page- http://podcasts.classcaster.org/blog/event_podcasts/2008/10/03/god_and_the_land_symposium_-_the_edward_c_sobota_79_memorial_lecture

mcconnell audio only – http://www.classcaster.org/resserver.php?blogId=250&resource=mcconnell.mp3

 

BACKGROUND ON RELIGIOUS DISCRIMINATION IN LAND USE

 

To provide a context for the development of the Religious Land Use and Institutionalized Persons Act, panelists will discuss how property ownership patterns have affected the availability of land for religious uses, how religious discrimination has manifested itself in land use, and how the use of Native American sacred lands has been regulated.

Patricia Salkin, Albany Law School
Moderator

Angela C. Carmella, Seton Hall University School of Law:
Why RLUIPA is Necessary: Connecting Religion to Land Use, Property Ownership, and the Common Good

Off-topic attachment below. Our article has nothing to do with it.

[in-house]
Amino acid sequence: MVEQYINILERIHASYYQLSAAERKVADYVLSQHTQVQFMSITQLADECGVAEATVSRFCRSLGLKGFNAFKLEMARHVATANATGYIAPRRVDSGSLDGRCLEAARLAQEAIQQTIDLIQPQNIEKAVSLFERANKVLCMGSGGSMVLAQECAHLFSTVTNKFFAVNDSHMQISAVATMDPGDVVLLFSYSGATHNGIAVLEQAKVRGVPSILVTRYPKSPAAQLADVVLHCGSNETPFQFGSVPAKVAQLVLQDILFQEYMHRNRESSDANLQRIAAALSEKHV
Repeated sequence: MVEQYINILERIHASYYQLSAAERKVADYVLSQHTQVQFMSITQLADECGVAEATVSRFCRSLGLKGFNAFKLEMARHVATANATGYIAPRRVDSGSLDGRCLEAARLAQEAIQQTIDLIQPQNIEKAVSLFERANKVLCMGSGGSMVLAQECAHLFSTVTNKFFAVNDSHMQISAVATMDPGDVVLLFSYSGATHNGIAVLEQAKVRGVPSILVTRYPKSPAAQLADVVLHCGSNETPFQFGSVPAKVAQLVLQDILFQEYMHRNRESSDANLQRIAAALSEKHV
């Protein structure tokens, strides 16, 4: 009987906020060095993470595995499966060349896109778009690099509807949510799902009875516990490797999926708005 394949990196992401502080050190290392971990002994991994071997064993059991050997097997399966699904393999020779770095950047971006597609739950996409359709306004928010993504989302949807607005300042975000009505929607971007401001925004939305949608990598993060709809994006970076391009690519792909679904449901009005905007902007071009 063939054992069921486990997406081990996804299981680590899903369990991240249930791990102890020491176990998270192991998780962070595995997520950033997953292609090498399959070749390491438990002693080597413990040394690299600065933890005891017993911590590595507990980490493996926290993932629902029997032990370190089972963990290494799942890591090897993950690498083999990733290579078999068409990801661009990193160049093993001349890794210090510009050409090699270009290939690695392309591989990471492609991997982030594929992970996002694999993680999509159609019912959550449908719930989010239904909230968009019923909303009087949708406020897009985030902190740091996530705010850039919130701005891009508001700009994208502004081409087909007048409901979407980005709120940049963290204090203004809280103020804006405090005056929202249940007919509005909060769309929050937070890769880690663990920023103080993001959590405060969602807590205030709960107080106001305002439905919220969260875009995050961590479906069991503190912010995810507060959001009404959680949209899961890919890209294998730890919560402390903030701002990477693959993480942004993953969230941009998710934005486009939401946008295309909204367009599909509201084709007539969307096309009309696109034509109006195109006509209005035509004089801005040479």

Robert J. Miller, Lewis & Clark Law School:
Native American Sacred Sites

Steve Rosenbaum, United States Department of Justice:
The Role of the Department of Justice in the Protection of Religious Freedom

 

 

page – http://podcasts.classcaster.org/blog/event_podcasts/2008/10/03/god_and_the_land_symposium_-_discussion_panels

panel 1 audio – http://www.classcaster.org/resserver.php?blogId=250&resource=panel1.mp3

 

LEGISLATIVE INTENT AND STATUTORY INTERPRETATION UNDER RLUIPA

 

RLUIPA provides that any land use provision that substantially burdens religion must be narrowly tailored to support a compelling interest. This panel will discuss if and how this provision applies to building codes, aesthetic regulations and the exercise of eminent domain. The panel will also discuss RLUIPA’s “Safe Harbor” provision.

Amy Lavine, Albany Law School
Moderator